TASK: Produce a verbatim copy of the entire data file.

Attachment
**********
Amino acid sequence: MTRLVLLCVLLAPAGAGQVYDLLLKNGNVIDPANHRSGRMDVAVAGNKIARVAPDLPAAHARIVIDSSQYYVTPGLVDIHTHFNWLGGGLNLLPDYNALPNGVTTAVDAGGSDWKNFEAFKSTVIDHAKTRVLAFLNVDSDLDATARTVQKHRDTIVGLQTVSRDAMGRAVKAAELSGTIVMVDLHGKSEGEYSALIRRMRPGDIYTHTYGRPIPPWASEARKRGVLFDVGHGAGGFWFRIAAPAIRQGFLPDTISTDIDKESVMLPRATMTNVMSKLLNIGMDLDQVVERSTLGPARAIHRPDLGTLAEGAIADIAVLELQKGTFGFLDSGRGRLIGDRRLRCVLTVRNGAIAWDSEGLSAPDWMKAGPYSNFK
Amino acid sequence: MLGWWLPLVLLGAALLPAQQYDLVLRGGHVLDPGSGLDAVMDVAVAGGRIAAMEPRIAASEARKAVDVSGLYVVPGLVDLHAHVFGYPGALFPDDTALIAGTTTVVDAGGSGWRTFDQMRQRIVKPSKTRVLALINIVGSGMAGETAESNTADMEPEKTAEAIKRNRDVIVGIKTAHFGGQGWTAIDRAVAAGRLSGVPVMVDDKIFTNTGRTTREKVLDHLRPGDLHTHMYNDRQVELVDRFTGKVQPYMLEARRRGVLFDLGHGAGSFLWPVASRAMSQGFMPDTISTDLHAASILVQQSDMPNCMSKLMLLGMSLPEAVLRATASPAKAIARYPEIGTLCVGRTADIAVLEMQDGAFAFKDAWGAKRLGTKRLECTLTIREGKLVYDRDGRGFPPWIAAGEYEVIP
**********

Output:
Amino acid sequence: MTRLVLLCVLLAPAGAGQVYDLLLKNGNVIDPANHRSGRMDVAVAGNKIARVAPDLPAAHARIVIDSSQYYVTPGLVDIHTHFNWLGGGLNLLPDYNALPNGVTTAVDAGGSDWKNFEAFKSTVIDHAKTRVLAFLNVDSDLDATARTVQKHRDTIVGLQTVSRDAMGRAVKAAELSGTIVMVDLHGKSEGEYSALIRRMRPGDIYTHTYGRPIPPWASEARKRGVLFDVGHGAGGFWFRIAAPAIRQGFLPDTISTDIDKESVMLPRATMTNVMSKLLNIGMDLDQVVERSTLGPARAIHRPDLGTLAEGAIADIAVLELQKGTFGFLDSGRGRLIGDRRLRCVLTVRNGAIAWDSEGLSAPDWMKAGPYSNFK
Amino acid sequence: MLGWWLPLVLLGAALLPAQQYDLVLRGGHVLDPGSGLDAVMDVAVAGGRIAAMEPRIAASEARKAVDVSGLYVVPGLVDLHAHVFGYPGALFPDDTALIAGTTTVVDAGGSGWRTFDQMRQRIVKPSKTRVLALINIVGSGMAGETAESNTADMEPEKTAEAIKRNRDVIVGIKTAHFGGQGWTAIDRAVAAGRLSGVPVMVDDKIFTNTGRTTREKVLDHLRPGDLHTHMYNDRQVELVDRFTGKVQPYMLEARRRGVLFDLGHGAGSFLWPVASRAMSQGFMPDTISTDLHAASILVQQSDMPNCMSKLMLLGMSLPEAVLRATASPAKAIARYPEIGTLCVGRTADIAVLEMQDGAFAFKDAWGAKRLGTKRLECTLTIREGKLVYDRDGRGFPPWIAAGEYEVIP